Relevant photo: A castle ruin near Edinburgh. Photo by Ida Swearingen

Relevant photo: A castle in the Firth of Forth (don’t you just love saying that?), near Edinburgh. No, it’s not Cornwall, but it’s about as relevant as the pictures here get. Photo by Ida Swearingen.

Visiting heritage sites is a national pastime, and in 2015 over 40 million people did exactly that. That’s almost 75% of the adult population of Britain, although some whacking big chunk of the visitors must have been foreign tourists. But never mind, because an even larger chunk weren’t. That’s based on Hawley’s Small and Unscientific survey of the accents I hear when I visit those places myself.

Hawley’s Small and Unscientific Survey is never wrong.

Heritage sites include castles, stately homes, and archeological sites but doesn’t seem to include the old ships, churches, mills, factories, and small bits of steam railroad dotted around the country. The steam railroads are lovingly refurbished and run by volunteers. A lot of Wild Thing’s family worked for the Santa Fe Railroad and she grew up around steam trains, so I’m particularly conscious of them. We once drove halfway across Minneapolis to figure out why we were hearing one. It turned out to be a beautifully restored Canadian train that had been brought in for who knows what reason.

Add the people who go to those sites to the heritage site numbers and you can probably bump up the number of visitors by some impressive amount. By my calculations, 136% of the British population has visited one of the sites in the past year.

No, I can’t be trusted around numbers. The point, though, is that history isn’t just a high-end obsession here. The article where I found the number of visitors notes that the participation gap between rich and poor and between white and everybody else had narrowed in five or so years.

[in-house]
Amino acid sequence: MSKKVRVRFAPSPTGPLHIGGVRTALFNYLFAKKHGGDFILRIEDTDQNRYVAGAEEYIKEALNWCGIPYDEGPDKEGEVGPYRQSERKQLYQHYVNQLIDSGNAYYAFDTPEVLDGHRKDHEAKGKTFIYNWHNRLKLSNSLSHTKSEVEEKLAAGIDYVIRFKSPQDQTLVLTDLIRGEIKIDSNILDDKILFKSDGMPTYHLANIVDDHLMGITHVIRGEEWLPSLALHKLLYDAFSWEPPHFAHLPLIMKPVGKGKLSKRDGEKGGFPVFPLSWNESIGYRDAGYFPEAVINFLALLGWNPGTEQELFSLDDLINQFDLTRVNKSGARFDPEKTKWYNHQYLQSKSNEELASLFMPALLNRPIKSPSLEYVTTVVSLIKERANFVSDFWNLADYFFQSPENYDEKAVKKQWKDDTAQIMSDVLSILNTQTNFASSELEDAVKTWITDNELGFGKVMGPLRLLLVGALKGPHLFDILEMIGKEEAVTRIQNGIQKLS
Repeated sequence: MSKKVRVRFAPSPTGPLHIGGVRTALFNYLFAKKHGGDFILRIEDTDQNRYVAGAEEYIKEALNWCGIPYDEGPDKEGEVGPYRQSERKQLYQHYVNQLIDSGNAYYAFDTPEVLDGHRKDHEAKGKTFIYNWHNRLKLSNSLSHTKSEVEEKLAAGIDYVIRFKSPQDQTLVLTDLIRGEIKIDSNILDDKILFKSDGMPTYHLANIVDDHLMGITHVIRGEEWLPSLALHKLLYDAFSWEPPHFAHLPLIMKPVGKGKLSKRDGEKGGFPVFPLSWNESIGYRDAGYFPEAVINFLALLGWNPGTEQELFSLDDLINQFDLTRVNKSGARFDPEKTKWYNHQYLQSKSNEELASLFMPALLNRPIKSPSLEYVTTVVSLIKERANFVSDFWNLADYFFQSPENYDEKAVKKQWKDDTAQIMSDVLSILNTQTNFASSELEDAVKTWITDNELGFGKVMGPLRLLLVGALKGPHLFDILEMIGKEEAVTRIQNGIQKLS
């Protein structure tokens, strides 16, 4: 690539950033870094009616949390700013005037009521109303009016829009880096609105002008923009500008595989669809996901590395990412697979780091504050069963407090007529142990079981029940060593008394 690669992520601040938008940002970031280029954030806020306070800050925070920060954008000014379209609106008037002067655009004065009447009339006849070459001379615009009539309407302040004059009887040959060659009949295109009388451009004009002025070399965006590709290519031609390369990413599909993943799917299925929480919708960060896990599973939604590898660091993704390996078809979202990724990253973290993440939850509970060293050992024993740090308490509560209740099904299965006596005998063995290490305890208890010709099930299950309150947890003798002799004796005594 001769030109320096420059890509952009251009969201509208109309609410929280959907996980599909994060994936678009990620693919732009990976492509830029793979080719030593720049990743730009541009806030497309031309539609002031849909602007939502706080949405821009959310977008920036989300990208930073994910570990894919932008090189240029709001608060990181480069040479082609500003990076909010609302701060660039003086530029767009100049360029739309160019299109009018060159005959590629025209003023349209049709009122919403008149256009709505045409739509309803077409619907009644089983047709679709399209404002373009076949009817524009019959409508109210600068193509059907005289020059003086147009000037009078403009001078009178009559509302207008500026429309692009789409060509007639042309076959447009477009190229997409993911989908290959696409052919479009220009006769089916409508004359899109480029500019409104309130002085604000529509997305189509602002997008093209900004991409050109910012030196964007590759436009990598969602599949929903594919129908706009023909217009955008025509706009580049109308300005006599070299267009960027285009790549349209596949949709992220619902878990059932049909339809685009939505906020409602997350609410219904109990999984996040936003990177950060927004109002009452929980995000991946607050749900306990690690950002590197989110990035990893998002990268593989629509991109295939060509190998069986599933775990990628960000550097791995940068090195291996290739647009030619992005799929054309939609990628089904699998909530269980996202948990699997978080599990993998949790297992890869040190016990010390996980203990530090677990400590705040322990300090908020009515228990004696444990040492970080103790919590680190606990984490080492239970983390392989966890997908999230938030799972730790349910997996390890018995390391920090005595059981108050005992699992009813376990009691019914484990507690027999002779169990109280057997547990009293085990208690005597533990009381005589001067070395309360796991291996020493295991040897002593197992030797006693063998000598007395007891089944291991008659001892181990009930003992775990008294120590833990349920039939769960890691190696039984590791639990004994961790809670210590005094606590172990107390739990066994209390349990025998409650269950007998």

I used to wonder what it would be like to grow up surrounded so visibly by history, then I met a kid who told me in all seriousness that he was descended from King Arthur. I didn’t ask how that worked, being descended from a king who may well be mythical, I just took it as a tribute to the power of story and to the way history affects the imagination.

But history’s a tricky thing, and when it collides with imagination it gets even trickier. A lot of us like to imagine knights and lords and ladies and King Arthur and all those Druids, whoever the Druids were and whatever they actually did. We look at the stone circles that haunt the landscape, and because they’re silent we can imagine them to mean anything we want. Someone once told me that at one of them she felt a powerfully female energy. I don’t doubt that she felt it. I do doubt her feelings had anything to do with the stones, the place, or the history.

Popular imagination holds that the bowl-shaped rocks on the moor were used for blood sacrifices, but a geologist neighbor says they were formed by the wind spending eons blowing pebbles around in the hollows. Which is a lot less evocative but more convincing.